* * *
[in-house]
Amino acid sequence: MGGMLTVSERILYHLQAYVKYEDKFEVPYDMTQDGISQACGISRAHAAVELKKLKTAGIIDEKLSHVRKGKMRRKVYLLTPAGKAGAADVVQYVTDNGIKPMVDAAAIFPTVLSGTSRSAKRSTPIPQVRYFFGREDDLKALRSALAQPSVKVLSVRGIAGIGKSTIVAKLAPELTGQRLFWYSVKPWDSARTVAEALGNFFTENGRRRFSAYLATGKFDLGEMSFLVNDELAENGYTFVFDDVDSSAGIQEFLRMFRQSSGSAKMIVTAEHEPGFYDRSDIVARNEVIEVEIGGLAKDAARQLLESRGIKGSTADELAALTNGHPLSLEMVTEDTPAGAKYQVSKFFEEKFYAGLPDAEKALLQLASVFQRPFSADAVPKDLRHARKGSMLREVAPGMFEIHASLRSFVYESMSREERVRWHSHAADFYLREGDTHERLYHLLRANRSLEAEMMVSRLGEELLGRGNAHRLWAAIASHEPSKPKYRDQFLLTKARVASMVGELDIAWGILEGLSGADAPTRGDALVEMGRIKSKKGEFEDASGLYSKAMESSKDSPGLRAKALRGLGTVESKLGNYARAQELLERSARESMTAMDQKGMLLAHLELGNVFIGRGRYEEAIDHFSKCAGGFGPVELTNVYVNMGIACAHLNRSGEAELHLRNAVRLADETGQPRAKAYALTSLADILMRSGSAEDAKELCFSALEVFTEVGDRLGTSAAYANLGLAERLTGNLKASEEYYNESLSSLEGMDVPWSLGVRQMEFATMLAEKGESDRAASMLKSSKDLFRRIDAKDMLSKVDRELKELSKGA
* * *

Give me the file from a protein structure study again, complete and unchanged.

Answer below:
[in-house]
Amino acid sequence: MGGMLTVSERILYHLQAYVKYEDKFEVPYDMTQDGISQACGISRAHAAVELKKLKTAGIIDEKLSHVRKGKMRRKVYLLTPAGKAGAADVVQYVTDNGIKPMVDAAAIFPTVLSGTSRSAKRSTPIPQVRYFFGREDDLKALRSALAQPSVKVLSVRGIAGIGKSTIVAKLAPELTGQRLFWYSVKPWDSARTVAEALGNFFTENGRRRFSAYLATGKFDLGEMSFLVNDELAENGYTFVFDDVDSSAGIQEFLRMFRQSSGSAKMIVTAEHEPGFYDRSDIVARNEVIEVEIGGLAKDAARQLLESRGIKGSTADELAALTNGHPLSLEMVTEDTPAGAKYQVSKFFEEKFYAGLPDAEKALLQLASVFQRPFSADAVPKDLRHARKGSMLREVAPGMFEIHASLRSFVYESMSREERVRWHSHAADFYLREGDTHERLYHLLRANRSLEAEMMVSRLGEELLGRGNAHRLWAAIASHEPSKPKYRDQFLLTKARVASMVGELDIAWGILEGLSGADAPTRGDALVEMGRIKSKKGEFEDASGLYSKAMESSKDSPGLRAKALRGLGTVESKLGNYARAQELLERSARESMTAMDQKGMLLAHLELGNVFIGRGRYEEAIDHFSKCAGGFGPVELTNVYVNMGIACAHLNRSGEAELHLRNAVRLADETGQPRAKAYALTSLADILMRSGSAEDAKELCFSALEVFTEVGDRLGTSAAYANLGLAERLTGNLKASEEYYNESLSSLEGMDVPWSLGVRQMEFATMLAEKGESDRAASMLKSSKDLFRRIDAKDMLSKVDRELKELSKGA